By Daniel Hunter
Business activity in the UK service sector increased for a second consecutive month in February. New business also increased, leading to a further expansion of payrolls.
Confidence also continued to improve, with optimism regarding future activity at a nine-month high. However, rising input costs squeezed operating margins, as competitive pressures continued to restrain the pricing power of service providers.
The headline seasonally adjusted Business Activity Index posted 51.8 in February, slightly above January’s 51.5 and a five-month high. Modest growth of activity has now been signalled for two successive months. More than 23% of respondents recorded increased activity since January, with anecdotal evidence suggesting stronger client demand led to the development of new projects and larger client bases.
New business increased at the sharpest pace for nine months in February, with panellists suggesting improved market confidence led to stronger client demand. Promotional activity and strong reputations were also noted as factors supporting new contract wins during the latest survey period.
Service sector companies remained confident in February, with over 46% of respondents expecting activity to rise from present levels in 12 months’ time. A number of respondents attributed optimism to improving market conditions, which are forecast to boost client demand and project volumes. Other firms mentioned planned company expansions. Overall, business confidence was the strongest recorded for nine months.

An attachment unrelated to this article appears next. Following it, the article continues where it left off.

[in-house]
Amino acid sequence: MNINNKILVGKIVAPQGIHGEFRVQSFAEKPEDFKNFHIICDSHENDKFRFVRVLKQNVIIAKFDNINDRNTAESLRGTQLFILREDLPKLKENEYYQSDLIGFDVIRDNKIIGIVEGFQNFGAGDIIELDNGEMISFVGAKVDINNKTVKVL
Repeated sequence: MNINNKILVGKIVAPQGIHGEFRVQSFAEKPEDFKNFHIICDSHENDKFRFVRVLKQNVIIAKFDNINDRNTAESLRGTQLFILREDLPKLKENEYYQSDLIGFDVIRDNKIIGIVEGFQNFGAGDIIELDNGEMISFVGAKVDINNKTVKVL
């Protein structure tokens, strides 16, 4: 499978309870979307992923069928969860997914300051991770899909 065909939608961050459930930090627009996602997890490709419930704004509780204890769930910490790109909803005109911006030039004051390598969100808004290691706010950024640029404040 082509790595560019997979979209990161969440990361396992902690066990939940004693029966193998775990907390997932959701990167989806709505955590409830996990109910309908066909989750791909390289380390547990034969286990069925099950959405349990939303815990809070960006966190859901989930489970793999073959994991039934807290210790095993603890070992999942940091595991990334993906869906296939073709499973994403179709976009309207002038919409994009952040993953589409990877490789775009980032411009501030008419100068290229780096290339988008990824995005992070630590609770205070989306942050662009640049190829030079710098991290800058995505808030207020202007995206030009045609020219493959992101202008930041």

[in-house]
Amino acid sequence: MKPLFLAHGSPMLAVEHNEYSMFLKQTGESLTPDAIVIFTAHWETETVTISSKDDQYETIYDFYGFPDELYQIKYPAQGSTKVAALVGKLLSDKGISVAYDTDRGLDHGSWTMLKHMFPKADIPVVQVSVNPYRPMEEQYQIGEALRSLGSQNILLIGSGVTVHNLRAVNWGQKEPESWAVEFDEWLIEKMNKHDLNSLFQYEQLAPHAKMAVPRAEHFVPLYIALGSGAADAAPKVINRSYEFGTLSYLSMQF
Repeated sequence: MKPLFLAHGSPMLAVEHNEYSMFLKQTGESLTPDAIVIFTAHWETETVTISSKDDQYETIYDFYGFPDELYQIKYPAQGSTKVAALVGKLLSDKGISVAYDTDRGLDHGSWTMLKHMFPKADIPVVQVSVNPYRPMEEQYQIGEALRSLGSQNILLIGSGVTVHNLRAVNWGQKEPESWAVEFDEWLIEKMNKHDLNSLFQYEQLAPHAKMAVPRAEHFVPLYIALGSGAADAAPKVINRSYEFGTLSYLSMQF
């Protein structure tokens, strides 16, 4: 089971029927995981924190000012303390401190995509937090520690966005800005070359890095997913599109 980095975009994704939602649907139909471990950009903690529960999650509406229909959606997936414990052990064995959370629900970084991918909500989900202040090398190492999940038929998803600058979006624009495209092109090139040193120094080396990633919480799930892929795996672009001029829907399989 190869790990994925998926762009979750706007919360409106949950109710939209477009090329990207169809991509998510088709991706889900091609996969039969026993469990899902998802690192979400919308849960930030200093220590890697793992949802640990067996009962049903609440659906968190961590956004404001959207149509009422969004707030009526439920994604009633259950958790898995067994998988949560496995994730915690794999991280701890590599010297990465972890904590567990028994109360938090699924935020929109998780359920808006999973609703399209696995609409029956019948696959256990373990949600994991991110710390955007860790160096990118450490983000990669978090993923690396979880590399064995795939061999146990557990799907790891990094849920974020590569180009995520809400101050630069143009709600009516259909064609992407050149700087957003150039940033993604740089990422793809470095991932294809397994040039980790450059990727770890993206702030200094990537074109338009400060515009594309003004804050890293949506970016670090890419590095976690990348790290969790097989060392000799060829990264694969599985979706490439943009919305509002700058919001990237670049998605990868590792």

Activity and new order growth supported a further rise in payroll numbers during February. The rate of job creation quickened from January to reach a nine-month high, though remained modest overall.
“Faster growth of the dominant services sector offset downturns in manufacturing and construction during February, meaning the economy is likely to have grown for a second successive month after the downturn late last year," Chris Williamson, Chief Economist at survey compilers Markit said.
“So far, the PMIs suggest that the economy will have grown by 0.1% in the first quarter, barely making up for any of the 0.3% decline seen in the final quarter of last year. However, growth could turn out stronger than this as there is good reason to believe that at least some of the weakness in manufacturing and construction was due to business being disrupted by bad weather, meaning a brighter picture may emerge in March.
“Service sector confidence about the year ahead also lifted to its highest since last May, contributing to a pick up in employment, and adding to the sense that the economy is reviving, albeit sluggishly and somewhat hesitantly, rather than sliding back into another recession.”
Join us on